5. A court can replace you as the child’s trustee.  Do not make mistakes. Section 6752 of the Family Code, (b) (2):…at least one parent or legal guardian, as the case may be, entitled to the physical custody, care, and control of the minor….be appointed as trustee of the funds ordered to be set aside in trust for the benefit of the minor, unless the court shall determine that appointment of a different individual, entity or entities as trustee or trustees is required in the best interest of the minor.

6. You need to do an accounting EVERY YEAR of the trust money and it must adhere to the Probate Code (similar to the executor of a will) Section 6752 of the Family Code, (b) (6): The trustee or trustees shall do an annual accounting of the funds held in trust…in accordance with Sections 16062 and 16063 of the Probate Code.

7. You CAN invest the funds in the Coogan account. Section 6753 of the Family Code(e)(3): The trustee or trustees may use all or a part of the funds to purchase, in the name of and for the benefit of the minor (A) investment funds…broad based index fund…not a sector fund…, or (B) government securities or bonds, certificates of deposit, money market instruments, money market accounts, or mutual funds.

8. Don’t wait to find late payments. You have 180 days from the first day you WORKED before the funds can be sent to Actor’s Fund. Section 6752 of the Family Code,(b)(9)(A) “If a parent, guardian, or trustee fails to provide the minor’s employer with a true and accurate photocopy of the trustee’s statement pursuant to Section 6753 within 180 days after the commencement of employment, the employer shall forward to The Actor’s Fund of America 15 percent of the minor’s gross earnings….”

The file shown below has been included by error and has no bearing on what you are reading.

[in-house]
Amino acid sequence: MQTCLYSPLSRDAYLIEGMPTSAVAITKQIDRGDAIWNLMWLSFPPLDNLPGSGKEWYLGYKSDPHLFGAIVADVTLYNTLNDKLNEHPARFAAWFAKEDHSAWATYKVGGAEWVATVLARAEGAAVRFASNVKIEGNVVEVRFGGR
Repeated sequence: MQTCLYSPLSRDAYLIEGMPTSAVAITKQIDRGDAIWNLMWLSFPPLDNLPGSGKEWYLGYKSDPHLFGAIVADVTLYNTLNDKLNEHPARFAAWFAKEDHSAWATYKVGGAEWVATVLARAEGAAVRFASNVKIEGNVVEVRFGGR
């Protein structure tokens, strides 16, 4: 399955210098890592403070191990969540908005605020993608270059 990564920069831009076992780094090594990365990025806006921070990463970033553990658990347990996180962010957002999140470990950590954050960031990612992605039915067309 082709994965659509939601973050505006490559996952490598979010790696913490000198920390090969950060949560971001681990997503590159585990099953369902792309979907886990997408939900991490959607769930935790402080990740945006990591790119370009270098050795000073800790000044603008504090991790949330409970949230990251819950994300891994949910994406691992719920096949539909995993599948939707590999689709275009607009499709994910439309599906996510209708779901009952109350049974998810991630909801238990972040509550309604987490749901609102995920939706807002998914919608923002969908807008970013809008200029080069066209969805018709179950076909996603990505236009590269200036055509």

9. The employer only has 15 days to pay you the Coogan money if you did your job correctly. Section 6752 of the Family Code (d)(3): “The minor’s employer shall deposit 15 percent of the minor’s gross earnings pursuant to the contract within 15 days of receiving the trustee’s statement pursuant to Section 6753”.

10.  If your money ends up at Actor’s Fund, they must pay imputed interest, but they can also charge reasonable fees. It is NOT a good idea for you to leave our child’s money there. They can’t charge fees for the first year they are holding your money though. Section 6752(g) (1)(2) : “The beneficiary of an account held by The Actors Fund of America pursuant to this section shall be entitled to receive imputed interest….The Actors Fund of America may assess and deduct reasonable management, administrative, and investment expenses…including fees for initial set-up…No fees may be charged to any beneficiary’s account during the first year that the account is held by The Actor’s Fund of America.”

11. This law creates a private escheat system (no State Unclaimed Funds). Section 6752 (i) “All funds received by The Actors Fund of America pursuant to this section shall be exempt from the application of the Unclaimed Property Law…”

12. Your trustee statement must be attached to the work permit and it must say “Coogan Trust Account” on it.  If you don’t do this, your work permit is not valid. Section 1308.9 of the Labor Code, (a): “If the Labor Commissioner provides written consent pursuant to Section 1308.5 for the employment of a minor….that consent shall be void after the expiration of 10 business days from the date written consent was granted unless it is attached to a true and correct copy of the trustee’s statement evidencing the establishment on behalf of the minor of a “Coogan Trust Account” pursuant to Chapter 3….If the written consent is attached to a true and accurate copy of that trustee’s statement, the written consent shall be valid for a six month period.”

For more “how to” information, please click this box to see our article: Trust Accounts